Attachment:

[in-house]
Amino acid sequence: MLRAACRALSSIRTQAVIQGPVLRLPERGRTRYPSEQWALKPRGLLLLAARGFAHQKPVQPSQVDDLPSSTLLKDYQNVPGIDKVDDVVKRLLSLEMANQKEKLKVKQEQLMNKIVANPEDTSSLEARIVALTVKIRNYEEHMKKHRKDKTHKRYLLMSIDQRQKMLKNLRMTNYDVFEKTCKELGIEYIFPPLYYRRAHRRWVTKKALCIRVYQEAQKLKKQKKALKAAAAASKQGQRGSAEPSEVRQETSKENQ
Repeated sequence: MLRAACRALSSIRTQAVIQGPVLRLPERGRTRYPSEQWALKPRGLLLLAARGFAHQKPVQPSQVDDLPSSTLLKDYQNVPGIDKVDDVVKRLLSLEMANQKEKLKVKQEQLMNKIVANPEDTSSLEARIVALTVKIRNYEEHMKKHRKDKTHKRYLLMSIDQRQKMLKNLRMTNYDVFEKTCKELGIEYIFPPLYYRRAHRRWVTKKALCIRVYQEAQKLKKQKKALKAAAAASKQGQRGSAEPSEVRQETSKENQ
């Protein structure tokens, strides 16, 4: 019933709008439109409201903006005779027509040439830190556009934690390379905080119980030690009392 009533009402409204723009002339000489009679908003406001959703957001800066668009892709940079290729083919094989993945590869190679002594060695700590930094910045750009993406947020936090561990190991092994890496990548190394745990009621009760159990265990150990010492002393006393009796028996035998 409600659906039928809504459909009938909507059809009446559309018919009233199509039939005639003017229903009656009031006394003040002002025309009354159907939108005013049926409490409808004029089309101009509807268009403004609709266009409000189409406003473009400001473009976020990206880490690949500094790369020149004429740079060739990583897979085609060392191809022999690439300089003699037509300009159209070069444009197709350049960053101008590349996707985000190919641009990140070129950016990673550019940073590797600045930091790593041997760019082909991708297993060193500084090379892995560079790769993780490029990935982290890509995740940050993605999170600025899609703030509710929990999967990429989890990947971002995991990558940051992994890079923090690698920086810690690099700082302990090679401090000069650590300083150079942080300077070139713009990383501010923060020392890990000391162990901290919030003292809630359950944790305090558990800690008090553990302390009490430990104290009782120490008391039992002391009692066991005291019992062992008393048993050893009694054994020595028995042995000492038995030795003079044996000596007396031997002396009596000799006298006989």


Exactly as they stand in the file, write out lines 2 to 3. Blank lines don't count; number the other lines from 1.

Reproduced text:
Amino acid sequence: MLRAACRALSSIRTQAVIQGPVLRLPERGRTRYPSEQWALKPRGLLLLAARGFAHQKPVQPSQVDDLPSSTLLKDYQNVPGIDKVDDVVKRLLSLEMANQKEKLKVKQEQLMNKIVANPEDTSSLEARIVALTVKIRNYEEHMKKHRKDKTHKRYLLMSIDQRQKMLKNLRMTNYDVFEKTCKELGIEYIFPPLYYRRAHRRWVTKKALCIRVYQEAQKLKKQKKALKAAAAASKQGQRGSAEPSEVRQETSKENQ
Repeated sequence: MLRAACRALSSIRTQAVIQGPVLRLPERGRTRYPSEQWALKPRGLLLLAARGFAHQKPVQPSQVDDLPSSTLLKDYQNVPGIDKVDDVVKRLLSLEMANQKEKLKVKQEQLMNKIVANPEDTSSLEARIVALTVKIRNYEEHMKKHRKDKTHKRYLLMSIDQRQKMLKNLRMTNYDVFEKTCKELGIEYIFPPLYYRRAHRRWVTKKALCIRVYQEAQKLKKQKKALKAAAAASKQGQRGSAEPSEVRQETSKENQ